Distracted walkers probably not to blame for pedestrian deaths
A new study says that distracted walking is likely not responsible for a recent surge in pedestrian deaths.
The number of pedestrians and cyclists killed on the road has skyrocketed in recent years. As NPR reports, fatal pedestrian accidents are near a 25-year high with close to 6,000 pedestrians killed across the United States in 2017. Many theories have been put forward to explain the dramatic increase, including an increase in biking and walking, lower gas prices (which leads to more traffic), and, of course, distracted driving. Many analysts have also tried to blame pedestrians themselves for the increase by citing distracted walking as a cause. However, recent research suggests that distracted walking as a major reason for pedestrian accidents is more myth than reality.
Pedestrian deaths rising
Statistics from the Governors Highway Safety Association (GHSA) show that between 2007 and 2016 nationwide pedestrian fatalities increased by 27 percent. While those deaths remained flat last year, they still stayed near a decades-long high. Pedestrian deaths are also accounting for a greater share of overall traffic deaths.
Just five states – California, Florida, New York, Texas, and Arizona – account for 43 percent of all pedestrian deaths despite the fact that those five states are home to just 30 percent of the U.S. population.
Are pedestrians to blame?
It is difficult to say why more pedestrians are dying in traffic accidents. There are probably a number of reasons, including more people biking and walking, an increase in vehicular traffic, and more SUVs on the road (which are more likely to cause death or serious injuries to pedestrians than smaller vehicles).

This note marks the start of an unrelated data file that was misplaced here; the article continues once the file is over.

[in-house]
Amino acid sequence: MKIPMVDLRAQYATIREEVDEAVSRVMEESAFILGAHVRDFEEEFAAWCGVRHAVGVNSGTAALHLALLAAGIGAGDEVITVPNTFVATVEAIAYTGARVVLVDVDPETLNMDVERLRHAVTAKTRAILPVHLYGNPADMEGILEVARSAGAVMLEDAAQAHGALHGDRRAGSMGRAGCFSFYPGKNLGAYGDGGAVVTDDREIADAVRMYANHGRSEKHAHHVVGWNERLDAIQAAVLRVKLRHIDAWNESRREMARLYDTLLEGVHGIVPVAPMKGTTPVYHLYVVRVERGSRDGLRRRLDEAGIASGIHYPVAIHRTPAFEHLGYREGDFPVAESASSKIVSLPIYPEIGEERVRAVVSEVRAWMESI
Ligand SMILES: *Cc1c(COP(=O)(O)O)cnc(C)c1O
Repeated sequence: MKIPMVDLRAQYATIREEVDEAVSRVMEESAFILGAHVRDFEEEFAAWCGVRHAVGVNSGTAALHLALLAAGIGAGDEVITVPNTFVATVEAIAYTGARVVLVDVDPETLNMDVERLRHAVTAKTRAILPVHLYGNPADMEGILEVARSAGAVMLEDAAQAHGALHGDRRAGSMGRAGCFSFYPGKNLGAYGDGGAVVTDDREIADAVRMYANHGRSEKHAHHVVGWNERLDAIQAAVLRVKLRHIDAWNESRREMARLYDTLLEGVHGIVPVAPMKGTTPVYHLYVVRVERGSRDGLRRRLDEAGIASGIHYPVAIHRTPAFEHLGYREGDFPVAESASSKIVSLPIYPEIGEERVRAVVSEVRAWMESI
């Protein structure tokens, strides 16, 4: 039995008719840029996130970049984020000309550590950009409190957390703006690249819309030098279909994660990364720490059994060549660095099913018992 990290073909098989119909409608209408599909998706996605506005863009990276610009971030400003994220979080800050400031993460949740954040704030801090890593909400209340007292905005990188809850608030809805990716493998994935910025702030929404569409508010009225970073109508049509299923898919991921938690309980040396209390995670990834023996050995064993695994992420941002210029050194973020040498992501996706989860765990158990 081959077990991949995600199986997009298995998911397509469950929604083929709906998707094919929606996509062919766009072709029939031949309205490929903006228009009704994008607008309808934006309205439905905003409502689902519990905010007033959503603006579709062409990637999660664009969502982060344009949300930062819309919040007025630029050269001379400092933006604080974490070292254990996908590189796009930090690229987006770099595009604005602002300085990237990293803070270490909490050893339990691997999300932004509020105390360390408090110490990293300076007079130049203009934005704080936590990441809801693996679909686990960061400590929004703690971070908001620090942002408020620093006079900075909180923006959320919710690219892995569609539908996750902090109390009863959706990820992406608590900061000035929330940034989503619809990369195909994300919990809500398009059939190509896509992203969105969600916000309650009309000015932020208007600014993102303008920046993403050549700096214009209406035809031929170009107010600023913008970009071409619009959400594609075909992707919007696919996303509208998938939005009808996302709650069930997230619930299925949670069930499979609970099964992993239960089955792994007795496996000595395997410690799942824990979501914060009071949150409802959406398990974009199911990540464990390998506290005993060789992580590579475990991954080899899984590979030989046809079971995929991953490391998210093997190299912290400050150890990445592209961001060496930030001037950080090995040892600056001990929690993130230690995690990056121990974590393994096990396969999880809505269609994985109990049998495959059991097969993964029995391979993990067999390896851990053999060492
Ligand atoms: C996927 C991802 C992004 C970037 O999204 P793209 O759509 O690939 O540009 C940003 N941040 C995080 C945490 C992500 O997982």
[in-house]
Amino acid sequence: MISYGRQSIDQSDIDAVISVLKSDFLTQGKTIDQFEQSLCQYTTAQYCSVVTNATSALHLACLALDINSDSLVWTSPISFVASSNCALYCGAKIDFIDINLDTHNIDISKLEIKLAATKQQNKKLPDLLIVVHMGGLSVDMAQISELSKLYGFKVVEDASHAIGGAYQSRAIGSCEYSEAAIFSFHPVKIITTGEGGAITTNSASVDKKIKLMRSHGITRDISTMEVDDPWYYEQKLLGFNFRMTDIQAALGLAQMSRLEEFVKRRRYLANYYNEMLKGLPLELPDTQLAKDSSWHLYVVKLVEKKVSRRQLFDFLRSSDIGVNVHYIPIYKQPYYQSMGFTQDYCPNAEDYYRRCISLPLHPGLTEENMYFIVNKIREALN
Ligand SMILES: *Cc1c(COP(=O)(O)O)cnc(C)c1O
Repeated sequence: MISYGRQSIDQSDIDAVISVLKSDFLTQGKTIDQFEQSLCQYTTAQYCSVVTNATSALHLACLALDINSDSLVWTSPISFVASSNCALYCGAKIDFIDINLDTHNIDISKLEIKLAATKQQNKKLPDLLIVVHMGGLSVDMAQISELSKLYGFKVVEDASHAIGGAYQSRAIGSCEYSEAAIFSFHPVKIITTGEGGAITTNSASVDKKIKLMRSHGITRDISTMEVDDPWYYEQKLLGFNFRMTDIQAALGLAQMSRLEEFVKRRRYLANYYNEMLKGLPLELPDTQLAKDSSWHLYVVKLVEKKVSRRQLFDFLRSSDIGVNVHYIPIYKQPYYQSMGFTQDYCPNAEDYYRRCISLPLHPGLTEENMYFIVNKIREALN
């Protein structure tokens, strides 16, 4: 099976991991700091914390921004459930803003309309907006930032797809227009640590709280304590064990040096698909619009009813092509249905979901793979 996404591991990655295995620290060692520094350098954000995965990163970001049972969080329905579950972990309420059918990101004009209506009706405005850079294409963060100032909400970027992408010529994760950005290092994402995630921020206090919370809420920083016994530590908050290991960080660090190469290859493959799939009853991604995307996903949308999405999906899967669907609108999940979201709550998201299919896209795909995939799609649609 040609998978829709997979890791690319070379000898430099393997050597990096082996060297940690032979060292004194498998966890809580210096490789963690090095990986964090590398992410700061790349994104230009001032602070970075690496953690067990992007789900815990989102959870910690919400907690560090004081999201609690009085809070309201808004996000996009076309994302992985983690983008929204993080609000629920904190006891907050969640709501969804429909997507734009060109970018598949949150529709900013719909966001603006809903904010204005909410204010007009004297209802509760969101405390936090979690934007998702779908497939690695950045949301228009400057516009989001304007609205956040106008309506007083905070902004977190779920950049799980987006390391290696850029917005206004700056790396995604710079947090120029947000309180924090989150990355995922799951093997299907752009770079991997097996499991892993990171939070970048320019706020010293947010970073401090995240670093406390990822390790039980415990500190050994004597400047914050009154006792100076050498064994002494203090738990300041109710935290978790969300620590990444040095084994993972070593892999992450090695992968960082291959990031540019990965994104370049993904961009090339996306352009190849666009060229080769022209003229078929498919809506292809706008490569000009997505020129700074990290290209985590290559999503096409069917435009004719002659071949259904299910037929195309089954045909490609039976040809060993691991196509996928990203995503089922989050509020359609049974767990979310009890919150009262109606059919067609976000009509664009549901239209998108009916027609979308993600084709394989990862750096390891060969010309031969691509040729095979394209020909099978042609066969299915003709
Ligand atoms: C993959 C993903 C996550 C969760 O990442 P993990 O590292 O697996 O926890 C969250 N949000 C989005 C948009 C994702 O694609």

A number of analysts and public officials have, however, tried to blame pedestrians themselves by pointing to the problem of some pedestrians being distracted by their smartphones. As CNN reports, Honolulu went so far as to make it illegal for pedestrians to look at their cellphones while crossing streets.
However, as Curbed reports, the notion that distracted walking is responsible for the increase in pedestrian deaths is largely a myth. A recent study of pedestrians in New York City and Flagstaff found that 86.5 percent of pedestrians did not exhibit any distracted behavior while crossing the street. Furthermore, just 16 percent of pedestrians crossed outside of the crosswalk. In comparison, about 31 percent of drivers in the U.S. say they have texted and drove at least once in the past 30 days (although the true figure is likely much higher since that study was self-reported). For obvious reason, the many distracted drivers on the road are far more dangerous than the relatively few distracted pedestrians are.
Personal injury law
Unfortunately, it is all too common when a pedestrian is struck by a car for the driver and even law enforcement to try to blame the pedestrian for the accident. Yet most such accidents are caused by drivers and the injuries that pedestrians face can be severe. Anybody who has been hurt in a crash should contact a personal injury attorney as soon as possible. An attorney can help clients pursue whatever compensation they may be entitled to either in or out of court.